After we got our fill of Old Bohemia we were off to Vienna, ‘the wedding cake of Europe’, named for its many beautiful white buildings.
It is also known as the City of Music because prodigies like Mozart, Beethoven, Schubert, and Strauss (among many others) all lived and worked here. Indeed, you can hear music everywhere. One of the highlights was walking through St. Stephen’s Cathedral while an orchestra and choir performed Lacrimosa from Mozart’s Requiem, one of my all-time favorites.
We stayed in a pension, a step between a hostel and a hotel, on a lovely street in the city center. There weren’t very many cars about and most people seemed to be either on foot or on bikes, which gave the streets a more relaxing feel. Not much of the same kind of hustle and bustle you get in other cities.
Vienna is famous for its cafes and our trip to the beautiful Cafe Centralwas a highlight. We were waited on by the most formal/bordering on snooty manchild I have ever seen. He was tall and skinny with the face of a 14-year-old, yet he was the most graceful and impeccable waiter I’ve ever had.
While there I had this chocolate raspberry deliciousness and a cappuccino which, at that point in my life, was the best I had ever had. But that was before Italy.
You can’t go to Vienna and not visit one of the Hapsburg palaces. We chose Schonbrunn, the summer residence, because the palace and gardens are a UNESCO World Heritage site. There’s also a labyrinth:
Labyrinths sound cool until you’re wandering around one on a cold, rainy fall day with the beginnings of a fever. Then they are definitely NOT COOL.
We also made the trek to Beethoven’s grave in the city’s Central Cemetery and finally found it after looking for an hour. Fellow composers Brahms, Schubert, and Strauss are also buried in the area known as Composer’s Corner.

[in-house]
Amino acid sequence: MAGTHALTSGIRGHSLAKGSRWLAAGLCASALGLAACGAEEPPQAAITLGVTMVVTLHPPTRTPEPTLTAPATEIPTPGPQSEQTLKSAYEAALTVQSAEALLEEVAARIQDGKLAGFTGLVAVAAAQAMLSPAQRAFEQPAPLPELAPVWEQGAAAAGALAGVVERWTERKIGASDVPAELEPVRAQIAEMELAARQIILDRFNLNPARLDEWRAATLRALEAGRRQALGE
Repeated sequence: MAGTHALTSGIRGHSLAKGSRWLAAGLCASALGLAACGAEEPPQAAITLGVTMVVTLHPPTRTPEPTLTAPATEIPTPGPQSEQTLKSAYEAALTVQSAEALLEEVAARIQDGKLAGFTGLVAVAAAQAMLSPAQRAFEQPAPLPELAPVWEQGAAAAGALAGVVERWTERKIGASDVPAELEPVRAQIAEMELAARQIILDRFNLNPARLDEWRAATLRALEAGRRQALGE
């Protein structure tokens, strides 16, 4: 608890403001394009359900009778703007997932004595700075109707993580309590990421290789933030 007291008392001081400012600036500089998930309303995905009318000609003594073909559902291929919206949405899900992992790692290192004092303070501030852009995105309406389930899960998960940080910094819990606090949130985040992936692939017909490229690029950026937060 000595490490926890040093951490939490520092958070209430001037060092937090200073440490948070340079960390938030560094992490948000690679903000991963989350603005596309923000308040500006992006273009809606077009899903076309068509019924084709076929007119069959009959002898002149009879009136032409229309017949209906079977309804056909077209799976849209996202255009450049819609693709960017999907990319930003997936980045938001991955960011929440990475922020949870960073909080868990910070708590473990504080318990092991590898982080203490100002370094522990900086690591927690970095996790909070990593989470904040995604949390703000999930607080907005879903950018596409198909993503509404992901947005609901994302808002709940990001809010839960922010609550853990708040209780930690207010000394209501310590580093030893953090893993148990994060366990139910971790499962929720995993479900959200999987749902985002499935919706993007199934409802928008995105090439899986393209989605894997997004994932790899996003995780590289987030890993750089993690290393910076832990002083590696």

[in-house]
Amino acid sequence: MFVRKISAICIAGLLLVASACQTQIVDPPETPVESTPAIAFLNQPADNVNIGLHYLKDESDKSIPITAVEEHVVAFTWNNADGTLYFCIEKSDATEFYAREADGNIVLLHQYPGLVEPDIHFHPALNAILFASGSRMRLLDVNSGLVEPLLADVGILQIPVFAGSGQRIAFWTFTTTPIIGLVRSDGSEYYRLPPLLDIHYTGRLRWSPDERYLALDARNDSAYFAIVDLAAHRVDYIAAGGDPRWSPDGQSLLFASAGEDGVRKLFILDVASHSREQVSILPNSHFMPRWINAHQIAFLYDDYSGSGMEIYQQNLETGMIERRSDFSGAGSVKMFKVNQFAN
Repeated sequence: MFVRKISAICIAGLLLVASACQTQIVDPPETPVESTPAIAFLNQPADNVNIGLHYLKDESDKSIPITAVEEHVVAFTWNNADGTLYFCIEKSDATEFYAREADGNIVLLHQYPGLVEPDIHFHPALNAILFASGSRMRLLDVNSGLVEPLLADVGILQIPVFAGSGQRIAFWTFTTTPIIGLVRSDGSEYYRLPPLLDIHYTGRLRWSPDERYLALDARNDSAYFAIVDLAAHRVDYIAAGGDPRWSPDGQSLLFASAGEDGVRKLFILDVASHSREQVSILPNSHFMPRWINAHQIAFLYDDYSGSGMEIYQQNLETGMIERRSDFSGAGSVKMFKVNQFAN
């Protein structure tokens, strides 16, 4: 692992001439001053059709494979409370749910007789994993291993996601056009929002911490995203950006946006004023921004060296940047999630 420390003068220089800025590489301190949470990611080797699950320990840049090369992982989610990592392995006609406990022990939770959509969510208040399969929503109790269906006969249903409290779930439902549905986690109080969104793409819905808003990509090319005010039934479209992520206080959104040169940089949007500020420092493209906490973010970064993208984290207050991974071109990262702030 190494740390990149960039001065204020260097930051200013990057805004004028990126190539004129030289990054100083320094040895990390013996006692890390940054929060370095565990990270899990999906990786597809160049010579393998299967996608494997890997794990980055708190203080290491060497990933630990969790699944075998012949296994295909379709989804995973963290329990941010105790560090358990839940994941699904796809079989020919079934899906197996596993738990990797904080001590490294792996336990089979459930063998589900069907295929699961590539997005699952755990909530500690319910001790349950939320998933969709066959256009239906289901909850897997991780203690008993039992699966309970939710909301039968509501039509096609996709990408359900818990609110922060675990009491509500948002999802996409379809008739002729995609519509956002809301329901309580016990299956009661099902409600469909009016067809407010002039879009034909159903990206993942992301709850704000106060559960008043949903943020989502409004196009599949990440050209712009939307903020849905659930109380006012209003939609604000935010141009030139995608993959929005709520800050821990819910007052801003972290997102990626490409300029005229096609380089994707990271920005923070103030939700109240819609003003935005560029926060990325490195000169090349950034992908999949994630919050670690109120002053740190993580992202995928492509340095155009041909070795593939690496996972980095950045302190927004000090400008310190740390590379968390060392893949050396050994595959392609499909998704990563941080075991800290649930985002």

My dedication to food markets has been well documented on this blog, so it should come as no surprise that we spent an afternoon wandering around the Naschmarkt, the city’s most popular market.
I was expecting Vienna to be pricey but really, nothing seemed that expensive after London. It’s not cheap, for sure, but everything seemed to be pretty reasonable. Prague, however, was not as cheap as I was expecting. My cousin Katie had been there seven years earlier and said that the place was definitely more expensive than she remembered, and a bit more upmarket too. Again, it’s still cheap for Europe and in terms of value, it’s high since the city is beautiful and remarkably well-preserved. I’m not sure if I’ll ever return to any of these places unless it’s in combination with some other destination. As part of the Grand Tour, certainly. I’m glad I went and enjoyed my time there but I can’t really see myself getting on a plane and spending a week in just Prague or Vienna any time soon. Not when there’s still so many other places to explore.
Part Two will pick up in Budapest!